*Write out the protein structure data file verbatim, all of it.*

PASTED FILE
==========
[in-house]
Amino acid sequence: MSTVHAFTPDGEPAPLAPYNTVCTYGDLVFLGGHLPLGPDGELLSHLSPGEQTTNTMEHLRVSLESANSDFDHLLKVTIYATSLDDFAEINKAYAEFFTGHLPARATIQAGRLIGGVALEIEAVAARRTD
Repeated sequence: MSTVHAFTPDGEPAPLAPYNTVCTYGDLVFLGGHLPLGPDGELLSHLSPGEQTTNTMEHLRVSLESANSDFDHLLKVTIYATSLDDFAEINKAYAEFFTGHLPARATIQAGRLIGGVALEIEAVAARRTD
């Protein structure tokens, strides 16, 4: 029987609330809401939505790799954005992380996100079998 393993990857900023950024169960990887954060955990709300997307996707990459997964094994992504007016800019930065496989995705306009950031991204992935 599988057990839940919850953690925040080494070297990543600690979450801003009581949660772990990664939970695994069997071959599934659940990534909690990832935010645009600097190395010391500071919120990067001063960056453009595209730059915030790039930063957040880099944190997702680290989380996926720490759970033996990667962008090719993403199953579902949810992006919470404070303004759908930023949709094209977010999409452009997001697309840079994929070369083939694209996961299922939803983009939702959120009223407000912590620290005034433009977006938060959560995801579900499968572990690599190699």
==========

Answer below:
[in-house]
Amino acid sequence: MSTVHAFTPDGEPAPLAPYNTVCTYGDLVFLGGHLPLGPDGELLSHLSPGEQTTNTMEHLRVSLESANSDFDHLLKVTIYATSLDDFAEINKAYAEFFTGHLPARATIQAGRLIGGVALEIEAVAARRTD
Repeated sequence: MSTVHAFTPDGEPAPLAPYNTVCTYGDLVFLGGHLPLGPDGELLSHLSPGEQTTNTMEHLRVSLESANSDFDHLLKVTIYATSLDDFAEINKAYAEFFTGHLPARATIQAGRLIGGVALEIEAVAARRTD
């Protein structure tokens, strides 16, 4: 029987609330809401939505790799954005992380996100079998 393993990857900023950024169960990887954060955990709300997307996707990459997964094994992504007016800019930065496989995705306009950031991204992935 599988057990839940919850953690925040080494070297990543600690979450801003009581949660772990990664939970695994069997071959599934659940990534909690990832935010645009600097190395010391500071919120990067001063960056453009595209730059915030790039930063957040880099944190997702680290989380996926720490759970033996990667962008090719993403199953579902949810992006919470404070303004759908930023949709094209977010999409452009997001697309840079994929070369083939694209996961299922939803983009939702959120009223407000912590620290005034433009977006938060959560995801579900499968572990690599190699």